On his absence, the liberal crillos from Quetzaltenango -led by general Agustín Guzmán who occupied the city after Corregidor general Mariano Paredes was called to Guatemala City to take over the Presidential office- declared that Los Altos was an independent state once again on 26 August 1848; the new state had the support of Vasconcelos' regime in El Salvador and the rebel guerrilla army of Vicente and Serapio Cruz who were declared enemies of general Carrera. The interim government was led by Guzmán himself and had Florencio Molina and priest Fernando Davila as his Cabinet members. On 5 September 1848, the criollos altenses chose a formal government led by Fernando Antonio Martínez. In the meantime, Carrera decided to return to Guatemala and did so entering by Huehuetenango, where he met with the native leaders and told them that they had to remain united to prevail; the leaders agreed and slowly the segregated native communities started developing a new Indian identity under Carrera's leadership. In the meantime, on the eastern part of Guatemala, the Jalapa region became increasingly dangerous; former president Mariano Rivera Paz and rebel leader Vicente Cruz were both murdered there after trying to take over the Corregidor office in 1849.
Upon learning that officer José Víctor Zavala had been appointed as Corregidor in Suchitepéquez, Carrera and his hundred jacalteco bodyguards crossed a dangerous jungle infested with jaguars to meet his former friend. When they met, Zavala not only did not capture him, but agreed to serve under his orders, thus sending a strong message to both liberal and conservatives in Guatemala City, that realized that they were forced to negotiate with Carrera, otherwise they were going to have to battle on two fronts -Quetzaltenango and Jalapa. Carrera went back to the Quetzaltenango area, while Zavala remained in Suchitepéquez as a tactical maneuver. Carrera received a visit from a Cabinet member of Paredes and told him that he had control of the native population and that he assured Paredes that he will keep them appeased. When the emissary returned to Guatemala City, he told the president everything Carrera said, and added that the native forces were formidable.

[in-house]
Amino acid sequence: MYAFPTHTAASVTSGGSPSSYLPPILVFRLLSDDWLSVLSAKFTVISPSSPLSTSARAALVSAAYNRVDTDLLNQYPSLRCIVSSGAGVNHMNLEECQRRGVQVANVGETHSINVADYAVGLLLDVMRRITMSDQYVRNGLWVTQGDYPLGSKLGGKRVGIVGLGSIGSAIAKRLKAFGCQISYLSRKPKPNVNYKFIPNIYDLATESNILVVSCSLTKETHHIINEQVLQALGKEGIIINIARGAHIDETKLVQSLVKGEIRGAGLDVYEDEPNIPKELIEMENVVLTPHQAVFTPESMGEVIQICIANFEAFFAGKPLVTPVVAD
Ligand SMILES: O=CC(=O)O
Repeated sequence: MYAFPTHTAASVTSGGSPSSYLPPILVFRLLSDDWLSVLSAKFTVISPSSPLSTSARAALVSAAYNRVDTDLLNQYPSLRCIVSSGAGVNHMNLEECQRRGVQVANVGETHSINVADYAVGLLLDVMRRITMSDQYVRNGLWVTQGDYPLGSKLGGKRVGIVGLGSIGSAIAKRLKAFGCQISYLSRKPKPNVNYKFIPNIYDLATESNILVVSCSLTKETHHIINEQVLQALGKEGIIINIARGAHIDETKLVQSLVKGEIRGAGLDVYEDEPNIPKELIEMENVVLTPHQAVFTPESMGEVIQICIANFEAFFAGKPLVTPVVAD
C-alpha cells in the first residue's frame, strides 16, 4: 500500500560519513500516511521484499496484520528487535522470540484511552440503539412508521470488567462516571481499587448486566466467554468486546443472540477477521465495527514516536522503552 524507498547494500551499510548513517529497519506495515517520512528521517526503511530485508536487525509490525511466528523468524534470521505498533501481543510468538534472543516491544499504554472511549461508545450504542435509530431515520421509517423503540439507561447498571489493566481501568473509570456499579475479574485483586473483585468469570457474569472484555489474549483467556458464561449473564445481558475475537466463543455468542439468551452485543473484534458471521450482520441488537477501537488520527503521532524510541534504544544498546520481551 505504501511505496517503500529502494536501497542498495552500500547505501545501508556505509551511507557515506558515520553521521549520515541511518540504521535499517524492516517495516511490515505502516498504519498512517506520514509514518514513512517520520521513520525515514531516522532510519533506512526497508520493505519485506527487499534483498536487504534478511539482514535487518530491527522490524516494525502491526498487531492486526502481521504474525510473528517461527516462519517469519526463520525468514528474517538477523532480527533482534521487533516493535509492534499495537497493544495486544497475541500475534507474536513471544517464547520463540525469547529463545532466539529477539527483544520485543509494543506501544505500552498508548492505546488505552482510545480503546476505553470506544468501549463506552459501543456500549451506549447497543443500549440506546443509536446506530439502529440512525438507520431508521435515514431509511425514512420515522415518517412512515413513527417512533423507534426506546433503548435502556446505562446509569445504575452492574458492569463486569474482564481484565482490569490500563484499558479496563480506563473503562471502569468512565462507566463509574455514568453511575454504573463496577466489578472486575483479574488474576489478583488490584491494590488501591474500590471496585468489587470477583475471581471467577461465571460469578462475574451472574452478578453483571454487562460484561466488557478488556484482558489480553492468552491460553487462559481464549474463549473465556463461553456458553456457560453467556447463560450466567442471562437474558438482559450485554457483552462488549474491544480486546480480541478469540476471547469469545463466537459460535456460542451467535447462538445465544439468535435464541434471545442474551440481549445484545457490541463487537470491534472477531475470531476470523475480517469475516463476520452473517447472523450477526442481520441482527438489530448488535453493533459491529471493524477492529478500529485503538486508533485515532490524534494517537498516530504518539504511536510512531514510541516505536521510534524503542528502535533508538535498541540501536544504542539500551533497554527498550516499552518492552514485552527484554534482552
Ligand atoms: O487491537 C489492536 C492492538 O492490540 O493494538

Agustín Guzmán went to Antigua Guatemala to meet with another group of Paredes emissaries; they agreed that Los Altos would rejoin Guatemala, and that the latter would help Guzmán defeat his hated enemy and also build a port on the Pacific Ocean. Guzmán was sure of victory this time, but his plan evaporated when, in his absence, Carrera and his native allies had occupied Quetzaltenango; Carrera appointed Ignacio Yrigoyen as Corregidor and convinced him that he should work with the k'iche', mam, q'anjobal and mam leaders to keep the region under control. On his way out, Yrigoyen murmured to a friend: Now he is the King of the Indians, indeed!